Kenomac's right about some parts
of the world. I can remember my first trip to Mexico
, where there was lots of repairs
going on. There w ill be big (VW Beetle size) holes in the sidewalk, not safety-taped around, just there. There were steps up or down, and sometimes a 3 ft. drop off. Funny
about that: they expect you to pay attention and look out for yourself.
and NZ they are very much into the safety legislation. Some Australians think it is wonderful, but it does sap personal responsibility. In the name of safety, there is a great deal of encouragement to sign in with the Volunteer Marine
Rescues, and give them a sailing plan for the duration of your outing. And they will radio
you if you miss your check-in times, or phone
you, and if no contact, commence a rescue
plan. Different countries, different customs
I am on the personal responsibility side of this discussion. For many reasons, I think it is way more free, and ultimately safer, for this old mutt to accept that she is responsible for herself, not someone else. I do have a safety harness, I do use it. But I don't determine that by wind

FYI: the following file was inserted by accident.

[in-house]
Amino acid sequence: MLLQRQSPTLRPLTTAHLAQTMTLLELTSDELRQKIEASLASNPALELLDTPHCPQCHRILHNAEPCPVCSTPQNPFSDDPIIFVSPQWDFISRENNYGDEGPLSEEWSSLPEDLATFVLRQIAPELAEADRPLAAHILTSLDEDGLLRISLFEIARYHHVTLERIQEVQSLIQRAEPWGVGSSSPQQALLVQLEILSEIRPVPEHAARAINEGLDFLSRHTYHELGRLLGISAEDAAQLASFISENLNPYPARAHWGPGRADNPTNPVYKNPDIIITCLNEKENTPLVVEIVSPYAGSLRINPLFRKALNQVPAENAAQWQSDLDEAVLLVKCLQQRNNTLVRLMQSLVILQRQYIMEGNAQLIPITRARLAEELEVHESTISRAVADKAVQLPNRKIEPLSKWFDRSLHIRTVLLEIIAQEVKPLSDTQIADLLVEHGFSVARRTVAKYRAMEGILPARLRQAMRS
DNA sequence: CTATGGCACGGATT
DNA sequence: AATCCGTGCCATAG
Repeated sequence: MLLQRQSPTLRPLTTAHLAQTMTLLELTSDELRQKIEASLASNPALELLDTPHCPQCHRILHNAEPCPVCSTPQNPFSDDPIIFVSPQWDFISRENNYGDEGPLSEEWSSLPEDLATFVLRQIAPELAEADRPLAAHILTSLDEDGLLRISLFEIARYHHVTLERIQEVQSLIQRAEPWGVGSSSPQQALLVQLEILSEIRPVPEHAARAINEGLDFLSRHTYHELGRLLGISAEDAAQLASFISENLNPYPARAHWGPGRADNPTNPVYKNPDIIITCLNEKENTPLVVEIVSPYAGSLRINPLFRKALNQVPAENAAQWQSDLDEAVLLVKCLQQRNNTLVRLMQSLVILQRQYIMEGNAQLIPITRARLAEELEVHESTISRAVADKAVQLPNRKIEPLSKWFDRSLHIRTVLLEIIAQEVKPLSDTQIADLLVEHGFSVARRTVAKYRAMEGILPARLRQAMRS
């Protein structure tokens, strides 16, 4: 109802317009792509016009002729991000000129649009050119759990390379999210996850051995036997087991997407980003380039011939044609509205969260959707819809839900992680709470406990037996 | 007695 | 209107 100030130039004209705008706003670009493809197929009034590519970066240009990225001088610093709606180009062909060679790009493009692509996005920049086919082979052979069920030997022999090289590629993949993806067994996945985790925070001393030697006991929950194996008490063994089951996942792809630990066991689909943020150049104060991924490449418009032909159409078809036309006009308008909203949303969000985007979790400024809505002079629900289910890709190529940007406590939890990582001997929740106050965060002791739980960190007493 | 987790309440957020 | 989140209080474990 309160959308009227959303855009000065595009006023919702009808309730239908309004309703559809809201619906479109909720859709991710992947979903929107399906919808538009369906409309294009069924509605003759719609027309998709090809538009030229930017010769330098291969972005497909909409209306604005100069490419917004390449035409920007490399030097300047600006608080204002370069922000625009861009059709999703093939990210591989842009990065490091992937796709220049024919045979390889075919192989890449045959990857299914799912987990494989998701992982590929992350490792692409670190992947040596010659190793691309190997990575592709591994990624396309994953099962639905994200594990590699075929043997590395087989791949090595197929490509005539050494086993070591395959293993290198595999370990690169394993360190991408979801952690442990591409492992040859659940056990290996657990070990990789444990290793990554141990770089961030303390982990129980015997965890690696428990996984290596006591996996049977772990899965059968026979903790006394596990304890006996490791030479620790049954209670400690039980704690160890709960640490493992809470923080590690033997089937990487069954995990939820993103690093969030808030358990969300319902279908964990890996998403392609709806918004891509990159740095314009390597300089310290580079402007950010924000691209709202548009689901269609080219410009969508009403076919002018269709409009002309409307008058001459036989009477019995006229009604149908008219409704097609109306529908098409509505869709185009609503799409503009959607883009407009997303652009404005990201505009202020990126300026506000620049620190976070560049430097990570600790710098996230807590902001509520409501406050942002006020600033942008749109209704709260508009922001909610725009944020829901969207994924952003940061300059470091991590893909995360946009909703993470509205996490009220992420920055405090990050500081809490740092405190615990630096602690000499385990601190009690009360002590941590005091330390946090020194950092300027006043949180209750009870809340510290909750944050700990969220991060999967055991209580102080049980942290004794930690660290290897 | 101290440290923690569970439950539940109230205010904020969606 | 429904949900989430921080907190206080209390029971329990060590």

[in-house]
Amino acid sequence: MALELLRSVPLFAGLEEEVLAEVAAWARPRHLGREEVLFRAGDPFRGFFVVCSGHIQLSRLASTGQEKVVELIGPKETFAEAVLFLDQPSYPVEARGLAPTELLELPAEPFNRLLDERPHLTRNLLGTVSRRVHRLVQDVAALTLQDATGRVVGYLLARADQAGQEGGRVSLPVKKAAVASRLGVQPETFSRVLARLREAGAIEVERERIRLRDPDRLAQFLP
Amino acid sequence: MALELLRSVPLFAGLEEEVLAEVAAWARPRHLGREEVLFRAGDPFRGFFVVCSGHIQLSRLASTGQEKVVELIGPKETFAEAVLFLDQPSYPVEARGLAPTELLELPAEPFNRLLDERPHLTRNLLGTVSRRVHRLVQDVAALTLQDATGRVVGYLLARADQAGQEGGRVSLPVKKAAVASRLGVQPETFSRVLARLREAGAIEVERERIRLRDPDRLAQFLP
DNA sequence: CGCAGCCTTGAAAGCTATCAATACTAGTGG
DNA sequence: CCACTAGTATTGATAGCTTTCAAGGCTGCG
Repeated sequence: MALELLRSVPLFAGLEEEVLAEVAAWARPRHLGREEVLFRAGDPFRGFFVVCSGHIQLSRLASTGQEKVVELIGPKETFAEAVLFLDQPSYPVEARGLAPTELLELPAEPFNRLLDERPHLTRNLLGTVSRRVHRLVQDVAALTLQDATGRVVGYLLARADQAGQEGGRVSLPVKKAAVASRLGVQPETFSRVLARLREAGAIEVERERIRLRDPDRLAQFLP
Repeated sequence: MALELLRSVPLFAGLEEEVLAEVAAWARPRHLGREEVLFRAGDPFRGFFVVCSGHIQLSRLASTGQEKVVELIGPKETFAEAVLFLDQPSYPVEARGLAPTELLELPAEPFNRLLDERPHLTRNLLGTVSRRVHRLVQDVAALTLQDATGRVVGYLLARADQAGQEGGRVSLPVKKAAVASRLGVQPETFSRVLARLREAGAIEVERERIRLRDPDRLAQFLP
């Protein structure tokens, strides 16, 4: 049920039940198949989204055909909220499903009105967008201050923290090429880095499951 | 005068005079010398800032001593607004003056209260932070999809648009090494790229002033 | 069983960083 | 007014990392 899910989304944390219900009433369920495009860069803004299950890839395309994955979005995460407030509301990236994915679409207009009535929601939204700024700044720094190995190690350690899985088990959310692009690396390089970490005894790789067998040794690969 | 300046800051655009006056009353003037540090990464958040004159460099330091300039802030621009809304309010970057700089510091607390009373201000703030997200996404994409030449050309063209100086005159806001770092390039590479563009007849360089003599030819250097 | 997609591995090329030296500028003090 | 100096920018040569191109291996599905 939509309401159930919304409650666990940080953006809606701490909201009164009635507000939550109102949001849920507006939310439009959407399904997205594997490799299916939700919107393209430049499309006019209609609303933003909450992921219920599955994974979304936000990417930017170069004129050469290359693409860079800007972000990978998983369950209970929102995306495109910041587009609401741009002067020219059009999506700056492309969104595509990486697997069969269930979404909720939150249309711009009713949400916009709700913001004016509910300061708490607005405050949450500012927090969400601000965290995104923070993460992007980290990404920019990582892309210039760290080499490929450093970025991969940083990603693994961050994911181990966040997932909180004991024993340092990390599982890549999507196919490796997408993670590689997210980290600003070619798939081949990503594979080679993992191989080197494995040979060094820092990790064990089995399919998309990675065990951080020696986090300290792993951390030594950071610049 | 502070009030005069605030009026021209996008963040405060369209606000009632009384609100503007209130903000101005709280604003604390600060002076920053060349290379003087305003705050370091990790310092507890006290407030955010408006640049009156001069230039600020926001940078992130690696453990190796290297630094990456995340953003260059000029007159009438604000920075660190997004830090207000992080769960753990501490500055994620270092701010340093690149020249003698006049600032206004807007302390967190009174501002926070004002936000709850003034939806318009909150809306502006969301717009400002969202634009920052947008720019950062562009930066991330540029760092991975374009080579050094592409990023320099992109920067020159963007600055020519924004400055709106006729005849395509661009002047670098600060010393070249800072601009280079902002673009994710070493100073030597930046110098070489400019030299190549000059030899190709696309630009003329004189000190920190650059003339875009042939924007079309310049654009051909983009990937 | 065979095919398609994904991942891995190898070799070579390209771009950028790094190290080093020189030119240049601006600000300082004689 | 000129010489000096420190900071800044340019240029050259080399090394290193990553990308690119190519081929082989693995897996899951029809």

strength. I determine it by what the combination of sea and rain conditions, (rain means slipperier hand holds). If I feel concerned, I wear it. Period. Ditto flotation in the dinghy
I agree with Sea Dreaming that personal responsibility for one's safety should be left to the individual and his/her own assessment of a situation. Example, one time, when we were becalmed in the Pacific, in waters around 3000 ft. deep, I secured a line around my waist and went for a swim. I didn't want to see the boat
start to sail away. The OP of this thread might have found that dangerous. I thought that since I float (once you are afloat, the depth
of the water
is irrelevant, and it's a psychological kick to me to swim in water
many times deeper than swimming pool depths) , and swim quietlly, it would be okay, and it was.
Different people see risk differently. I had a stranger tell me he thought it was a scary idea being at sea in a "small" boat. I tried the freeway analogy, and he sort of "got it", that it is unfamiliar things that are scary to most of us.